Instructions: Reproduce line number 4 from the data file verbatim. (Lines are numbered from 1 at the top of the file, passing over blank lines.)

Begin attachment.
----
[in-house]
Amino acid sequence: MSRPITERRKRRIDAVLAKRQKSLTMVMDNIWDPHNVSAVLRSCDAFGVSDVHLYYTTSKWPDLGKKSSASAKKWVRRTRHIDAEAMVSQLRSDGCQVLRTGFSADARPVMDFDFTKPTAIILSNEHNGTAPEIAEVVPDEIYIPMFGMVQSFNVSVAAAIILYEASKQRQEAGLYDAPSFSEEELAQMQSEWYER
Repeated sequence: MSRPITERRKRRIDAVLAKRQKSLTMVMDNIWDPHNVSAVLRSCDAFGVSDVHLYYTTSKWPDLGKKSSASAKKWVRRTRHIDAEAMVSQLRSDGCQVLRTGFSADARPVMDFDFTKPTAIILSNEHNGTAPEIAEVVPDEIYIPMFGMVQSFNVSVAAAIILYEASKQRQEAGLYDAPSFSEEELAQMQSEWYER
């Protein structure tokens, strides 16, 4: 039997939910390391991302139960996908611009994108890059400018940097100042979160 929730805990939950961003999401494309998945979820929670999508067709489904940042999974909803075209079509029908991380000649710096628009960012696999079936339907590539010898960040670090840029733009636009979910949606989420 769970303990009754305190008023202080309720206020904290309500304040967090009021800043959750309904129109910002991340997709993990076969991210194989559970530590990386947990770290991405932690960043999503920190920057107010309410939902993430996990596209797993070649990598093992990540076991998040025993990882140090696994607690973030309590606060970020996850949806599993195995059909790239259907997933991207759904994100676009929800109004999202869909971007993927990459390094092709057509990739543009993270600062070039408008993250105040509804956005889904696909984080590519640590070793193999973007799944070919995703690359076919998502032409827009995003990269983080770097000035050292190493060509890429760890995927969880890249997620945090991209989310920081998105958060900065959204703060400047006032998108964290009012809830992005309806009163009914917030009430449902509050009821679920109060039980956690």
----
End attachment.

């Protein structure tokens, strides 16, 4: 039997939910390391991302139960996908611009994108890059400018940097100042979160 929730805990939950961003999401494309998945979820929670999508067709489904940042999974909803075209079509029908991380000649710096628009960012696999079936339907590539010898960040670090840029733009636009979910949606989420 769970303990009754305190008023202080309720206020904290309500304040967090009021800043959750309904129109910002991340997709993990076969991210194989559970530590990386947990770290991405932690960043999503920190920057107010309410939902993430996990596209797993070649990598093992990540076991998040025993990882140090696994607690973030309590606060970020996850949806599993195995059909790239259907997933991207759904994100676009929800109004999202869909971007993927990459390094092709057509990739543009993270600062070039408008993250105040509804956005889904696909984080590519640590070793193999973007799944070919995703690359076919998502032409827009995003990269983080770097000035050292190493060509890429760890995927969880890249997620945090991209989310920081998105958060900065959204703060400047006032998108964290009012809830992005309806009163009914917030009430449902509050009821679920109060039980956690």